Dharma Topic: Celebrating Martin Luther King

Dharma Topic: Celebrating Martin Luther King

Discussion date: Thu, Jan 20, 2005 at our weekly Thursday evening practice

Dear Still Water Friends,

I’ve been reflecting this week about the towering presenceof Martin Luther King, Jr. and how much he could have offered had he lived tocelebrate his 75th birthday this week.

We will celebrate Martin Luther King’s birthday thisThursday, January 20, at our weekly gathering, by listening together to sectionsfrom his 1967 speech "Beyond Vietnam — A Time to Break Silence" andreflecting on how we have been inspired by Martin Luther King’s life and vision.

"Beyond Vietnam" was given on April 4, 1967, to aNew York City conference of Clergy and Laymen Concerned about Vietnam. In thistalk Martin Luther King explains how his conscience cannot separate thesuffering of African Americans from the suffering of Vietnamese. There is onlyone struggle, for peace and freedom everywhere. Martin Luther King’s awarenessof the Vietnamese situation was greatly influenced by his friendship with ThichNhat Hanh, whom Dr. King nominated for a Nobel Peace Prize in 1967.

You are invited to join us this Thursday for our meditationperiod and our program. The best times to enter are just before the firstsitting begins at 7:00 pm, at about 7:25, just before the walking meditation,and about 7:35, just before the second sitting.

Below is an excerpt from "Beyond Vietnam." Boththe text and the live audio are available on the web at http://www.americanrhetoric.com/speeches/mlkatimetobreaksilence.htm.

Warm wishes,

Mitchell Ratner 
Senior Teacher


Excerpt from "Beyond Vietnam — A Time to BreakSilence" 
by Martin Luther King, Jr.

A genuine revolution of values means in the final analysisthat our loyalties must become ecumenical rather than sectional. Every nationmust now develop an overriding loyalty to mankind as a whole in order topreserve the best in their individual societies.

This call for a world-wide fellowship that lifts neighborlyconcern beyond one’s tribe, race, class and nation is in reality a call for anall-embracing and unconditional love for all men. This oft misunderstood andmisinterpreted concept — so readily dismissed by the Nietzsches of the world asa weak and cowardly force — has now become an absolute necessity for thesurvival of man. When I speak of love I am not speaking of some sentimental andweak response. I am speaking of that force which all of the great religions haveseen as the supreme unifying principle of life. Love is somehow the key thatunlocks the door which leads to ultimate reality. ThisHindu-Moslem-Christian-Jewish-Buddhist belief about ultimate reality isbeautifully summed up in the first epistle of Saint John:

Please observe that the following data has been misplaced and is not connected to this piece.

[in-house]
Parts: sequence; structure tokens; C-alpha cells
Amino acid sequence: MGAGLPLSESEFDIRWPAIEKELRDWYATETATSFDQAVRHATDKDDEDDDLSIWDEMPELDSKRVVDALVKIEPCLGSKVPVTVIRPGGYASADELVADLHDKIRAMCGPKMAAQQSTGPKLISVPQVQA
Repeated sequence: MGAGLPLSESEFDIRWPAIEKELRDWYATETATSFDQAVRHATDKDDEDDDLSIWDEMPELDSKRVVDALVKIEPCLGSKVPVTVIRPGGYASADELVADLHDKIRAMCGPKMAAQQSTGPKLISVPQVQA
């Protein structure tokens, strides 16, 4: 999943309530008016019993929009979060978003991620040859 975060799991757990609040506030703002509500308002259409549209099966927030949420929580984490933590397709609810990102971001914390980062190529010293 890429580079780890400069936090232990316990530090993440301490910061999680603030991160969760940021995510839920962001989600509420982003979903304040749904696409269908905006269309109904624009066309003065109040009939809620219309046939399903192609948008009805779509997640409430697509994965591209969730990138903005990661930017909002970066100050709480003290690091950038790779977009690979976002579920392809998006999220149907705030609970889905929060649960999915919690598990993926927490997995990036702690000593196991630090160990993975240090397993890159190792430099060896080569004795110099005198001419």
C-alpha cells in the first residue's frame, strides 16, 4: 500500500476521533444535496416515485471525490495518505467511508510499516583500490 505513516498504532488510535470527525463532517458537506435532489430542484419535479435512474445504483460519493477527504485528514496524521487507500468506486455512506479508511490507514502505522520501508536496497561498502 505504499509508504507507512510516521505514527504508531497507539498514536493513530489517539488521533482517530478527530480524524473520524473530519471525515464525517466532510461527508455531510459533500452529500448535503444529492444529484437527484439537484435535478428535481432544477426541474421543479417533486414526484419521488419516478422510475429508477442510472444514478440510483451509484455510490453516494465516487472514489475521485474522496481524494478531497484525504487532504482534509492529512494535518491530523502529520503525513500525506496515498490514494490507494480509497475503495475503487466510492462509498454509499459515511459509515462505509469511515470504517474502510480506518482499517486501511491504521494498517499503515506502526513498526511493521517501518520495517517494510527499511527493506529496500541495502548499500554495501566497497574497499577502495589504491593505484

Let us love one another; for love is God and everyone that loveth is born of God and knoweth God. He that loveth not knoweth not God; for God is love. If we love one another God dwelleth in us, and his love is perfected in us.

Let us hope that this spirit will become the order of theday. We can no longer afford to worship the god of hate or bow before the altarof retaliation. The oceans of history are made turbulent by the ever-risingtides of hate. History is cluttered with the wreckage of nations and individualsthat pursued this self-defeating path of hate. As Arnold Toynbee says :

"Love is the ultimate force that makes for the saving choice of life and good against the damning choice of death and evil. Therefore the first hope in our inventory must be the hope that love is going to have the last word."

We are now faced with the fact that tomorrow is today. Weare confronted with the fierce urgency of now. In this unfolding conundrum oflife and history there is such a thing as being too late. Procrastination isstill the thief of time. Life often leaves us standing bare, naked and dejectedwith a lost opportunity. The "tide in the affairs of men" does notremain at the flood; it ebbs. We may cry out desperately for time to pause inher passage, but time is deaf to every plea and rushes on. Over the bleachedbones and jumbled residue of numerous civilizations are written the patheticwords: "Too late." There is an invisible book of life that faithfullyrecords our vigilance or our neglect. "The moving finger writes, and havingwrit moves on…" We still have a choice today; nonviolent coexistence orviolent co-annihilation.

in: Dharma Topics
Discussion Date: Thu, Jan 20, 2005


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